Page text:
Hut to Hut/Seipel Hut to Peter Estin via Ironedge Trail

Total Mileage


Trailhead Elevation


Cumulative Elevation Gain


Cumulative Elevation Loss



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Route Description

Hut visitors and other backcountry travelers have observed or reported avalanche activity along this suggested route. See route description for more information.

HUT TO HUT distances are usually longer than from trailhead to hut. Use winter specific topographic maps. Routes between huts are not often used so may not be tracked; navigation and breaking trail may be particularly challenging.

Pick your favorite route down into the Brush Creek drainage. The Newcomer Spring trail is more technical than Fulford Road, and either will bring you to the  snow-covered East Brush Creek Road. Follow it up to road’s end at Fulford Cave Campground. At Fulford Cave Campground swing around the east end of a small lake, then angle back W for a few hundred feet to a distinct trail-cut that heads through private property. Stay on the trail as it leads past several buildings and begins to climb—and climb. The switchbacks start at 9,560 feet, and they keep you breathing hard to the Ironedge Saddle at 10,820 feet. Take care at Ironedge Saddle to identify the marked 10th Mountain suggested route that leads SE then S up through timber to the Peter Estin Hut. If you get confused here you could easily end up skiing on the Hat Creek Road up to Hat Creek Saddle. If this happens, just ski E to the hut from Hat Creek Saddle. To prevent confusion, use your compass at Ironedge Saddle.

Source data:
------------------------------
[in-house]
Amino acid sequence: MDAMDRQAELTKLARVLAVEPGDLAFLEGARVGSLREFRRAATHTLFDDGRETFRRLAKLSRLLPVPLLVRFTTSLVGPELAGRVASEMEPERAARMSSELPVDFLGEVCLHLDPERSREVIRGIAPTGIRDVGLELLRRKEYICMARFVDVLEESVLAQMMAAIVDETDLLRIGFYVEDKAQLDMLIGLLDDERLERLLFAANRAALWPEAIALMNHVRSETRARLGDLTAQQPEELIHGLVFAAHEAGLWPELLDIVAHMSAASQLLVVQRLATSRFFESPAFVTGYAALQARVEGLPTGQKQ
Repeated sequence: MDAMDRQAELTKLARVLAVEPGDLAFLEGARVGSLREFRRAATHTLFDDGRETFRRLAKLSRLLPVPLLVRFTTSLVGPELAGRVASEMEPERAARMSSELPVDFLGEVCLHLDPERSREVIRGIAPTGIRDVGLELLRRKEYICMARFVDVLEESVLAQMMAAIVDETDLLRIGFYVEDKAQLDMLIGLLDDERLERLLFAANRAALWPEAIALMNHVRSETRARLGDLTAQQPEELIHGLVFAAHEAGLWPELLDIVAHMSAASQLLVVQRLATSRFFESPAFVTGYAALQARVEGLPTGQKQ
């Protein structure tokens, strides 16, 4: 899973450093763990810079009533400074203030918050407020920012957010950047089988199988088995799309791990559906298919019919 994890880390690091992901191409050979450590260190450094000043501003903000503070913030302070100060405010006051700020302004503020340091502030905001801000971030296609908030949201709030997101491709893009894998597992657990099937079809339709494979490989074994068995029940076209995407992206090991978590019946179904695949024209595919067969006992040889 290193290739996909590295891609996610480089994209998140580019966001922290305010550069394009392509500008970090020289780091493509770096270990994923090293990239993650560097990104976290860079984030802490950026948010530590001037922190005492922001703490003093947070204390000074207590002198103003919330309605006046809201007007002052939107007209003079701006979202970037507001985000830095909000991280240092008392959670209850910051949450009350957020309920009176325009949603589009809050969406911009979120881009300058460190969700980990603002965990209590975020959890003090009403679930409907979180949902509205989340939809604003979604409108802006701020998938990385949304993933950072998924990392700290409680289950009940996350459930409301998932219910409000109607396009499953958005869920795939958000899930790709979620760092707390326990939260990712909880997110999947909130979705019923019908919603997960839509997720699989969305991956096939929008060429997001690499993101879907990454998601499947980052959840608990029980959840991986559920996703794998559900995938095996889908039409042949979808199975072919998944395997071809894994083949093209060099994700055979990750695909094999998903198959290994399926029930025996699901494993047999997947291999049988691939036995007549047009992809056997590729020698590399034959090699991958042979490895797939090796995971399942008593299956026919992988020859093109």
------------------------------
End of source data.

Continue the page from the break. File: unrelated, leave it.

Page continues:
Locations of Observed or Reported Avalanche Activity: Avalanche activity has been reported along this suggested route at locations indicated below. Elevations indicate approximate elevation where the slides crossed the trail, not the starting zones. Learn more about avalanche hazards here.

  • Approx. 1/2 mile beyond the Fulford Cave Campground, just beyond the creek crossing, two slopes on skier’s left (9,520′). D2.
  • Approx. 3/4 mile beyond the Fulford Cave Campground, large slope on skier’s right (9,600′). D3.

Avalanche size/destructive force is scaled according to the American Avalanche Association as follows:

  • D1 – Relatively harmless to people
  • D2 – Could bury or injure a person
  • D3 – Could bury a car, damage a truck, destroy a wood frame house, or break a few trees
  • D4 – Could destroy a railroad car, large truck, several buildings, or a substantial amount of forest